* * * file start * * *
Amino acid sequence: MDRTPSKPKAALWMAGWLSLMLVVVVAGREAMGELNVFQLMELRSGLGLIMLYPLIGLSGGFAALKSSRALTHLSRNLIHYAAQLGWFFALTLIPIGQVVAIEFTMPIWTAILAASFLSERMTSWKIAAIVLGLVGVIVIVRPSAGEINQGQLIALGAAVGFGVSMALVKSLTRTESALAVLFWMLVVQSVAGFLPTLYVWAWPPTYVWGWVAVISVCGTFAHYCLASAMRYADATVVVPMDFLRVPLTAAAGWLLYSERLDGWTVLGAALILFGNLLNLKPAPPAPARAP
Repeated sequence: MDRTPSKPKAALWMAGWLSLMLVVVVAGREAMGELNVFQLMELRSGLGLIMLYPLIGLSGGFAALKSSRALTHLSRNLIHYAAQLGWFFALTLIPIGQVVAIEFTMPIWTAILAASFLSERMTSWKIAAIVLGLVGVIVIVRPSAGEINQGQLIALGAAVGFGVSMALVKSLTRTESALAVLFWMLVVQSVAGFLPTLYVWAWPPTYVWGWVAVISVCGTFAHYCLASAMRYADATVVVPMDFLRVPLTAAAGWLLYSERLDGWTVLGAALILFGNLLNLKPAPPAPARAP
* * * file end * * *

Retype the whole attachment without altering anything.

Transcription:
Amino acid sequence: MDRTPSKPKAALWMAGWLSLMLVVVVAGREAMGELNVFQLMELRSGLGLIMLYPLIGLSGGFAALKSSRALTHLSRNLIHYAAQLGWFFALTLIPIGQVVAIEFTMPIWTAILAASFLSERMTSWKIAAIVLGLVGVIVIVRPSAGEINQGQLIALGAAVGFGVSMALVKSLTRTESALAVLFWMLVVQSVAGFLPTLYVWAWPPTYVWGWVAVISVCGTFAHYCLASAMRYADATVVVPMDFLRVPLTAAAGWLLYSERLDGWTVLGAALILFGNLLNLKPAPPAPARAP
Repeated sequence: MDRTPSKPKAALWMAGWLSLMLVVVVAGREAMGELNVFQLMELRSGLGLIMLYPLIGLSGGFAALKSSRALTHLSRNLIHYAAQLGWFFALTLIPIGQVVAIEFTMPIWTAILAASFLSERMTSWKIAAIVLGLVGVIVIVRPSAGEINQGQLIALGAAVGFGVSMALVKSLTRTESALAVLFWMLVVQSVAGFLPTLYVWAWPPTYVWGWVAVISVCGTFAHYCLASAMRYADATVVVPMDFLRVPLTAAAGWLLYSERLDGWTVLGAALILFGNLLNLKPAPPAPARAP